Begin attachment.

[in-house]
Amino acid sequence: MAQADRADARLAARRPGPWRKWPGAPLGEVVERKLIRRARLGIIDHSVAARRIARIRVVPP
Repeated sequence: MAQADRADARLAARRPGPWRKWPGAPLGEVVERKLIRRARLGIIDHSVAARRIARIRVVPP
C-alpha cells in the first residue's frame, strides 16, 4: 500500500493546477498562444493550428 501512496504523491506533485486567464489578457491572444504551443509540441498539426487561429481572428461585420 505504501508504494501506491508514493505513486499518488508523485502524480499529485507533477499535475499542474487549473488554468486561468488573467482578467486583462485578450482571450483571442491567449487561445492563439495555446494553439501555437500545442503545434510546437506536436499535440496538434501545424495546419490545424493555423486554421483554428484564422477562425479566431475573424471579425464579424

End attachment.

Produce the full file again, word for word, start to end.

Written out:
[in-house]
Amino acid sequence: MAQADRADARLAARRPGPWRKWPGAPLGEVVERKLIRRARLGIIDHSVAARRIARIRVVPP
Repeated sequence: MAQADRADARLAARRPGPWRKWPGAPLGEVVERKLIRRARLGIIDHSVAARRIARIRVVPP
C-alpha cells in the first residue's frame, strides 16, 4: 500500500493546477498562444493550428 501512496504523491506533485486567464489578457491572444504551443509540441498539426487561429481572428461585420 505504501508504494501506491508514493505513486499518488508523485502524480499529485507533477499535475499542474487549473488554468486561468488573467482578467486583462485578450482571450483571442491567449487561445492563439495555446494553439501555437500545442503545434510546437506536436499535440496538434501545424495546419490545424493555423486554421483554428484564422477562425479566431475573424471579425464579424